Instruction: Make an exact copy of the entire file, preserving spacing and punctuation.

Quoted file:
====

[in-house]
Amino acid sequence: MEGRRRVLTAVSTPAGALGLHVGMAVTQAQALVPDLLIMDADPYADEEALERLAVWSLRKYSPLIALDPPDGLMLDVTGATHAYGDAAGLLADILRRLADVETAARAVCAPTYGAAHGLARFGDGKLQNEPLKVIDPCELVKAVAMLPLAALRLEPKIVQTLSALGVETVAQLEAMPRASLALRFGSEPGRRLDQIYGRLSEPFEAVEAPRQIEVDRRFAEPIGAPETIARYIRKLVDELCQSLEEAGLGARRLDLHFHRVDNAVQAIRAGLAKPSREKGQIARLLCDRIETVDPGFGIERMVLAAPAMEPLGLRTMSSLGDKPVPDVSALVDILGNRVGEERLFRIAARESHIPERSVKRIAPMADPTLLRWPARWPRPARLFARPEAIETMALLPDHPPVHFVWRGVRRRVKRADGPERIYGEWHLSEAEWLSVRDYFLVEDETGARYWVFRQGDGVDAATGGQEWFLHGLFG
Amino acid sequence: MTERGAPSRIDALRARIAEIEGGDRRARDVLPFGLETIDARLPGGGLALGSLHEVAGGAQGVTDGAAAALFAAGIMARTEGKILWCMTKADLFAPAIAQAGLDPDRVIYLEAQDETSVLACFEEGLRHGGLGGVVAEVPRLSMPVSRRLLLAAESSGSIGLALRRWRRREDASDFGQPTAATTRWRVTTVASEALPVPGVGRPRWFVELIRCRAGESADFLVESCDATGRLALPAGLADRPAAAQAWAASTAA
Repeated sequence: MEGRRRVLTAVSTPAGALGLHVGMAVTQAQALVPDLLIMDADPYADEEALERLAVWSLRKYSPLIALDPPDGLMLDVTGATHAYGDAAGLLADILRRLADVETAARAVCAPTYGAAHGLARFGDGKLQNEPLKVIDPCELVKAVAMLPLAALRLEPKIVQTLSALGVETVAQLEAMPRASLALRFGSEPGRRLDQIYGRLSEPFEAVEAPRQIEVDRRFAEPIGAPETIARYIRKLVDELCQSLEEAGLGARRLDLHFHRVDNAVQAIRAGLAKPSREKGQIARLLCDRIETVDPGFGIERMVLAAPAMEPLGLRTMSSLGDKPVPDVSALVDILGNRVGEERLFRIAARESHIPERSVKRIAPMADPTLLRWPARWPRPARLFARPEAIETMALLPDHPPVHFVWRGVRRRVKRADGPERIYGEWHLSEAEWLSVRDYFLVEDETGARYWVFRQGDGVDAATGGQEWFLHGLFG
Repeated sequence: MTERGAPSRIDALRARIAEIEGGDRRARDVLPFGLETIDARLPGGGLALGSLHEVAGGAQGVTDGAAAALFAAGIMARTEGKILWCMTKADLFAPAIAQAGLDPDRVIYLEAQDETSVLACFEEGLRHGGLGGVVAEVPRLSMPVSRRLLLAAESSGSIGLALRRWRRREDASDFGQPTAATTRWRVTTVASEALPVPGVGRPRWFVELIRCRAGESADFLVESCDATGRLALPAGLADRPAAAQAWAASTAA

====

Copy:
[in-house]
Amino acid sequence: MEGRRRVLTAVSTPAGALGLHVGMAVTQAQALVPDLLIMDADPYADEEALERLAVWSLRKYSPLIALDPPDGLMLDVTGATHAYGDAAGLLADILRRLADVETAARAVCAPTYGAAHGLARFGDGKLQNEPLKVIDPCELVKAVAMLPLAALRLEPKIVQTLSALGVETVAQLEAMPRASLALRFGSEPGRRLDQIYGRLSEPFEAVEAPRQIEVDRRFAEPIGAPETIARYIRKLVDELCQSLEEAGLGARRLDLHFHRVDNAVQAIRAGLAKPSREKGQIARLLCDRIETVDPGFGIERMVLAAPAMEPLGLRTMSSLGDKPVPDVSALVDILGNRVGEERLFRIAARESHIPERSVKRIAPMADPTLLRWPARWPRPARLFARPEAIETMALLPDHPPVHFVWRGVRRRVKRADGPERIYGEWHLSEAEWLSVRDYFLVEDETGARYWVFRQGDGVDAATGGQEWFLHGLFG
Amino acid sequence: MTERGAPSRIDALRARIAEIEGGDRRARDVLPFGLETIDARLPGGGLALGSLHEVAGGAQGVTDGAAAALFAAGIMARTEGKILWCMTKADLFAPAIAQAGLDPDRVIYLEAQDETSVLACFEEGLRHGGLGGVVAEVPRLSMPVSRRLLLAAESSGSIGLALRRWRRREDASDFGQPTAATTRWRVTTVASEALPVPGVGRPRWFVELIRCRAGESADFLVESCDATGRLALPAGLADRPAAAQAWAASTAA
Repeated sequence: MEGRRRVLTAVSTPAGALGLHVGMAVTQAQALVPDLLIMDADPYADEEALERLAVWSLRKYSPLIALDPPDGLMLDVTGATHAYGDAAGLLADILRRLADVETAARAVCAPTYGAAHGLARFGDGKLQNEPLKVIDPCELVKAVAMLPLAALRLEPKIVQTLSALGVETVAQLEAMPRASLALRFGSEPGRRLDQIYGRLSEPFEAVEAPRQIEVDRRFAEPIGAPETIARYIRKLVDELCQSLEEAGLGARRLDLHFHRVDNAVQAIRAGLAKPSREKGQIARLLCDRIETVDPGFGIERMVLAAPAMEPLGLRTMSSLGDKPVPDVSALVDILGNRVGEERLFRIAARESHIPERSVKRIAPMADPTLLRWPARWPRPARLFARPEAIETMALLPDHPPVHFVWRGVRRRVKRADGPERIYGEWHLSEAEWLSVRDYFLVEDETGARYWVFRQGDGVDAATGGQEWFLHGLFG
Repeated sequence: MTERGAPSRIDALRARIAEIEGGDRRARDVLPFGLETIDARLPGGGLALGSLHEVAGGAQGVTDGAAAALFAAGIMARTEGKILWCMTKADLFAPAIAQAGLDPDRVIYLEAQDETSVLACFEEGLRHGGLGGVVAEVPRLSMPVSRRLLLAAESSGSIGLALRRWRRREDASDFGQPTAATTRWRVTTVASEALPVPGVGRPRWFVELIRCRAGESADFLVESCDATGRLALPAGLADRPAAAQAWAASTAA